This line of thinking was formalized in a 1910 best-seller by the British journalist Norman Angell, The Great Illusion: A Study of the Relation of Military Power to National Advantage. Angell set out to prove that war had become irrational—not worth the cost—and thus a thing of the past. Angell asked: "What is the real guarantee of the good behavior of one state to another?" His answer: "It is the elaborate interdependence which, not only in the economic sense, but in every sense, makes an unwarrantable aggression of one state upon another react upon the interests of the aggressor." Because war no longer made sense, Angell said, "the day for progress by force has passed; it will be progress by ideas or not at all." Speaking two years after the publication of The Great Illusion, Angell drew this conclusion: "Morality after all is not founded on self-sacrifice, but upon enlightened self-interest, a clearer and more complete understanding of all the ties that bind us the one to the other. And such understanding is bound to improve." The Americans were far from immune from this quaint but deadly complacency. David Starr Jordan, the president of Stanford University, said in a 1910 speech at Tuffs University that "future war is impossible because the nations cannot afford it."
Not everyone was convinced. In his 1910 essay "The Moral Equivalent of War," the American philosopher William James admitted that "modern war is so expensive that we feel trade to be a better avenue to plunder," but, he added, "modern man inherits all the innate pugnacity and all the love of glory of his ancestors. Showing war's irrationality and horror is of no effect on him. The horrors make the fascination." James's remark is an almost clairvoyant description of events all over the British isles in August 1914, when young men by the hundreds of thousands, laughing and carrying on as if on their way to a sporting event or a picnic, deluged conscription centers in an effort to be among the first to fight.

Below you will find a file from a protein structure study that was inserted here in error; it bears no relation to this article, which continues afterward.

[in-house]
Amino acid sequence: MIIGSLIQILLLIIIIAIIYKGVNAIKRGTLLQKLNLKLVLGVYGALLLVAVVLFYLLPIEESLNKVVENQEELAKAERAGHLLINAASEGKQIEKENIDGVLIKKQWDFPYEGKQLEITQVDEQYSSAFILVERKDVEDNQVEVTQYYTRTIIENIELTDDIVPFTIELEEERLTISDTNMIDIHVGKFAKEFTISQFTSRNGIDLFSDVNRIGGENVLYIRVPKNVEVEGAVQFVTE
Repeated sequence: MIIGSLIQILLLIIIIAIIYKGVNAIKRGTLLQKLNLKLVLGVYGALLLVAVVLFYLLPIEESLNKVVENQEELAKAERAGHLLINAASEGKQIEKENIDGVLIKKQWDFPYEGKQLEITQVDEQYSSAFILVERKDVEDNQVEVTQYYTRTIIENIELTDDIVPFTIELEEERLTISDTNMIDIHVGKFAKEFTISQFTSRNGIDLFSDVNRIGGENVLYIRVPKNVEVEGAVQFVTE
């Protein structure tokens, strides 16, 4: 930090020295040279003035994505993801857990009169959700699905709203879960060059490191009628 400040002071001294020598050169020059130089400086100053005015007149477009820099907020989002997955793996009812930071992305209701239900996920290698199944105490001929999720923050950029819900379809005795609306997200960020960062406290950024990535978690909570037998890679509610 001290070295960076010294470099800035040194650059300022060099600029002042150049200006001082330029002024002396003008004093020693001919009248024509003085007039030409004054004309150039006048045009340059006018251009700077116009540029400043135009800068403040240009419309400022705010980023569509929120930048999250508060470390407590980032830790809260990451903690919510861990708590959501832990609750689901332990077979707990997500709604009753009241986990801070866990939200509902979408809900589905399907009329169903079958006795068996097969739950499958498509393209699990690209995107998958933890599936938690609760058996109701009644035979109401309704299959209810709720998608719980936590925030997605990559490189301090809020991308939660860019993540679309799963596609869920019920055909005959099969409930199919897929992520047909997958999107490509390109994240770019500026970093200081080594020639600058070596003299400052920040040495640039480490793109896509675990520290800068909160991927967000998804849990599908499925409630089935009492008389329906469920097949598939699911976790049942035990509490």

The "great illusion" Norman Angell set out to debunk in 1910 was the outmoded belief, as he saw it, that any economic or other advantage derives from military conquest. Having proved this to his satisfaction, and to the satisfaction of his many readers, he concluded that war had become an absurdity and therefore wildly improbable. This was the great illusion of the 20th century. It would be refuted four years after the appearance of Angell's book by the First World War, and again by the Second World War and the Cold War, which followed in its wake.
The Tragic Reality of the 20th Century
In reality, the 20th century became the bloodiest by far in all of human history. How bloody was it? The available statistics, while helpful in comparative terms, are often wildly erroneous in literal terms. Before listing some of the estimates, therefore, it is necessary to convey the warning given by Dan Smith, director of the International Peace Research Institute in Oslo, Norway (PRIO), whose atlas, The State of War and Peace, is a leading reference on war deaths and related issues:
Data on war deaths are supremely unreliable. Among the reasons for this are the propaganda needs of the contending sides. In most wars, there is no agency whose task it is to count the civilian dead who constitute the vast majority of war fatalities.... Estimates are not factual but human and political. The issue is not about statistics. Putting a figure to the number of deaths [is] simply a shorthand from which the horror of what was happening could be easily understood.
Almost anyone who is motivated to count war dead, therefore, and who is in a position to do so, is also likely to be a partisan of one side or another in an ongoing war. The issuance of so-called data on war dead is often little more than carrying on the war by statistical means. That said, it is worthwhile considering some estimates from people who make it their business to sift through the numbers, taking the biases into account as best they can.